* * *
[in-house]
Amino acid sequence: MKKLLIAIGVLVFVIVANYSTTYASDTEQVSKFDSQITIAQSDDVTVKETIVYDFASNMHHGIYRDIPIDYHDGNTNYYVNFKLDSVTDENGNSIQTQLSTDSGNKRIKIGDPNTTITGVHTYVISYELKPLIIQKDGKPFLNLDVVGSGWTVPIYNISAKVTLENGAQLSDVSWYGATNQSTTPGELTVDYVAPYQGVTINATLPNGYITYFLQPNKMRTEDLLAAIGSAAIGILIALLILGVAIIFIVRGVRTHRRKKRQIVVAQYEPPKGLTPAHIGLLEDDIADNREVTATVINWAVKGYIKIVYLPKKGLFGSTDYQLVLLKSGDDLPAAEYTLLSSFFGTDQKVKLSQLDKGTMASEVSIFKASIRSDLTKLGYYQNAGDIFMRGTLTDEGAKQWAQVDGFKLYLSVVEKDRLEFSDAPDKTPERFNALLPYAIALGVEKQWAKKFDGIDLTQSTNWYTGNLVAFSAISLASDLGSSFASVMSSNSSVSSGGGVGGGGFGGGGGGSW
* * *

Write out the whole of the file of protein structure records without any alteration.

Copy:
[in-house]
Amino acid sequence: MKKLLIAIGVLVFVIVANYSTTYASDTEQVSKFDSQITIAQSDDVTVKETIVYDFASNMHHGIYRDIPIDYHDGNTNYYVNFKLDSVTDENGNSIQTQLSTDSGNKRIKIGDPNTTITGVHTYVISYELKPLIIQKDGKPFLNLDVVGSGWTVPIYNISAKVTLENGAQLSDVSWYGATNQSTTPGELTVDYVAPYQGVTINATLPNGYITYFLQPNKMRTEDLLAAIGSAAIGILIALLILGVAIIFIVRGVRTHRRKKRQIVVAQYEPPKGLTPAHIGLLEDDIADNREVTATVINWAVKGYIKIVYLPKKGLFGSTDYQLVLLKSGDDLPAAEYTLLSSFFGTDQKVKLSQLDKGTMASEVSIFKASIRSDLTKLGYYQNAGDIFMRGTLTDEGAKQWAQVDGFKLYLSVVEKDRLEFSDAPDKTPERFNALLPYAIALGVEKQWAKKFDGIDLTQSTNWYTGNLVAFSAISLASDLGSSFASVMSSNSSVSSGGGVGGGGFGGGGGGSW